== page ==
The gcloud run deploy command pulls the latest version of your built image from Artifact Registry. Cloud Build supports notifier images for nine months. After nine months, Cloud Build deletes the image version. If you would like to use a prior image version, you will need to specify the full semantic version of the image tag in the image attribute of your gcloud run deploy command. Previous image versions and tags can be found in Artifact Registry.

  9. Grant Pub/Sub permissions to create authentication tokens in your project:

     gcloud projects add-iam-policy-binding project-id \
       --member=serviceAccount:service-project-number@gcp-sa-pubsub.iam.gserviceaccount.com \
       --role=roles/iam.serviceAccountTokenCreator
    

    Where:

    • project-id is the ID of your Cloud project.
    • project-number is your Cloud project number.
  10. Create a service account to represent your Pub/Sub subscription identity:

    gcloud iam service-accounts create cloud-run-pubsub-invoker \
      --display-name "Cloud Run Pub/Sub Invoker"
    

    You can use cloud-run-pubsub-invoker or use a name unique within your Google Cloud project.

  11. Give the cloud-run-pubsub-invoker service account the Cloud Run Invoker permission:

    gcloud run services add-iam-policy-binding service-name \
       --member=serviceAccount:cloud-run-pubsub-invoker@project-id.iam.gserviceaccount.com \
       --role=roles/run.invoker
    

    Where:

    • service-name is the name of the Cloud Run service to which you're deploying the image.
    • project-id is the ID of your Cloud project.
  12. Create a Pub/Sub push subscriber for your notifier:

     gcloud pubsub subscriptions create subscriber-id \
       --topic=cloud-builds \
       --push-endpoint=service-url \
       --push-auth-service-account=cloud-run-pubsub-invoker@project-id.iam.gserviceaccount.com
    

    Where:

    • subscriber-id is the name you want to give your subscription.
    • service-url is the Cloud Run-generated URL for your new service.
    • project-id is the ID of your Cloud project.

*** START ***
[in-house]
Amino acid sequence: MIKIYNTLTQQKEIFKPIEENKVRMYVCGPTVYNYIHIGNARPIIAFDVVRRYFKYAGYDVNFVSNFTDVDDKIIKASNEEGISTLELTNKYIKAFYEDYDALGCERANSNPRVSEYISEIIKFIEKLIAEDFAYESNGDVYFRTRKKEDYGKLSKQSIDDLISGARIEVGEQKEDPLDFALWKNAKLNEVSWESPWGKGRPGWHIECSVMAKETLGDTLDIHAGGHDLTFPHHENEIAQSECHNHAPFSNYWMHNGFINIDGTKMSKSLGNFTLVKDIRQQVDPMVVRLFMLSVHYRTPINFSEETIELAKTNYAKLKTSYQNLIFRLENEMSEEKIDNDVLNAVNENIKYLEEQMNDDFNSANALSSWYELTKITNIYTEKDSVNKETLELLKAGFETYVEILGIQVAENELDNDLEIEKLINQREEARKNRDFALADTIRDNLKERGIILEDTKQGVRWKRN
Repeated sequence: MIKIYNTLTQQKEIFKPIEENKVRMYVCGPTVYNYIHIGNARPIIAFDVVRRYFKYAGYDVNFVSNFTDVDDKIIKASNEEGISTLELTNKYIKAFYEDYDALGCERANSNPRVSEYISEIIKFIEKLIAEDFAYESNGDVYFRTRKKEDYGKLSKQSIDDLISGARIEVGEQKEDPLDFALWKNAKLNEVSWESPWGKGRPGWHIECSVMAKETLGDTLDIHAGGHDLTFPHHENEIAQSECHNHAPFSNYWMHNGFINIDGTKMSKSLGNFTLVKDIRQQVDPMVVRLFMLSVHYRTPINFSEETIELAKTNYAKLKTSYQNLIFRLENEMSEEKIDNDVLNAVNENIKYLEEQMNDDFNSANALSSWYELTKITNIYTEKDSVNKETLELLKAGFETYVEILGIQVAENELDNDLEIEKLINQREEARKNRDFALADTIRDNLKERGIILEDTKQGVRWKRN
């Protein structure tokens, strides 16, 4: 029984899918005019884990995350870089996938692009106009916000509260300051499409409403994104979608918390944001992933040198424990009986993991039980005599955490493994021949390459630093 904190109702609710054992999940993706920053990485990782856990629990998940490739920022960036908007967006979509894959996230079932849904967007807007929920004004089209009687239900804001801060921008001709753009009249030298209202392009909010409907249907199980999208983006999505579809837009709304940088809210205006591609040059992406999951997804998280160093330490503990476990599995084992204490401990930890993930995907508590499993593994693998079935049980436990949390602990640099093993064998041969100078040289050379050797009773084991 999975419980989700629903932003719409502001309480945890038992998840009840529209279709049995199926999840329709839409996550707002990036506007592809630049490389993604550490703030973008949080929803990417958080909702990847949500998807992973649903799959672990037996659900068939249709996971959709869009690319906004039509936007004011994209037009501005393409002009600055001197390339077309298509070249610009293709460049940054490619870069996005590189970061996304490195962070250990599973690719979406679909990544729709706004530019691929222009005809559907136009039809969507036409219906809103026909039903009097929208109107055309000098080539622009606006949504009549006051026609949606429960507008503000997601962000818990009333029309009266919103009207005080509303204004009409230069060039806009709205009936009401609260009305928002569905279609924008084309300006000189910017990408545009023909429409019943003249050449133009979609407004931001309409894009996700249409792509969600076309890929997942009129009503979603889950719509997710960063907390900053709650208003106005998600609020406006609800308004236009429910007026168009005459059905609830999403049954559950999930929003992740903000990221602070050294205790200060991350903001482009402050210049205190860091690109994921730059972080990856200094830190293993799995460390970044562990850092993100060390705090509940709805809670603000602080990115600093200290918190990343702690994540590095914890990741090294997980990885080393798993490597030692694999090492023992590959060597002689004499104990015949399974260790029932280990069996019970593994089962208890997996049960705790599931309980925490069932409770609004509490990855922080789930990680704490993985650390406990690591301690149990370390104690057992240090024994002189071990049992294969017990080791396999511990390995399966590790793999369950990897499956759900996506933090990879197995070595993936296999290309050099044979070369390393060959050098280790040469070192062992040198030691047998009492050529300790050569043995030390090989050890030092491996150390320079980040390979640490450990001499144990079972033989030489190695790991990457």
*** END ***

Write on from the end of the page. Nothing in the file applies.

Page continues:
Notifications for your Cloud Build project are now set up. The next time you invoke a build, you will receive a notification in Slack if the build matches the filter you've configured.

Automating notification configuration for Slack

The cloud-build-notifiers repository contains a setup script, setup.sh, that automates the setup outlined in the Configuring Slack notifications. Before running the script, ensure that you have created a secret for your incoming webhook URL using Secret Manager as outlined in the steps above. To automate notification configuration for Slack, complete the following steps:

  1. Clone the cloud-build-notifiers repository.

  2. Run the following command in the root of the repository:

     ./setup.sh slack config-path secret-name
    

    Where:

    • config-path is the path to your notifiers configuration file.
    • secret-name is the name of your secret stored in Secret Manager.

After running the script, you will see the following message:

** NOTIFIER SETUP COMPLETE **

Your Slack notifier is now set up. You can view the complete script in the cloud-build-notifiers repository or run ./setup.sh --help for usage instructions associated with the script.

Filtering examples

You can filter build events using the filter field in the notifier config file with the available variable, build. The filter field uses Common Expression Language. To learn more, see Common Expression Language. For additional fields you can filter by, see the Build resource.

Filtering by status

To filter by status, specify the status of your build in the filter field using build.status. In the following example, the filter field filters builds that have a SUCCESS or FAILURE status:

filter: build.status in [Build.Status.SUCCESS, Build.Status.FAILURE]

To see additional status values you can filter by, see Status under the Build resource reference.

Filtering by trigger ID

To filter by trigger ID, specify the value of your trigger ID in the filter field using with build.build_trigger_id:

filter: build.build_trigger_id == trigger-id

Where:

  • trigger-id is your trigger ID as a string.

Filtering by tag

To filter by tag, specify the value of your tag in the filter field using with build.tags:

filter: tag-name in build.tags

Where:

  • tag-name is the name of your tag.

Filtering by substitution

You can filter by substitution by specifying the substitution variable in the filter field using build.substitutions. In the following example, the filter field lists builds that contain the substitution variable substitution-variable and checks if the substitution-variable matches the specified substitution-value:

filter: build.substitutions[substitution-variable] == substitution-value

Where:

  • substitution-variable is the name of your substitution variable.
  • substitution-value is the name of your substitution value.

You can also filter by default substitution variable values. In the following example, the filter field lists builds that have the branch name master and builds that have the repository name github.com/user/my-example-repo. The default substitution variables BRANCH_NAME and REPO_NAME are passed in as keys to the build.substitutions:

filter: build.substitutions["BRANCH_NAME"] == "master" && build.substitutions["REPO_NAME"] == "github.com/user/my-example-repo"

To see a list of default substitution values, see Using default substitutions.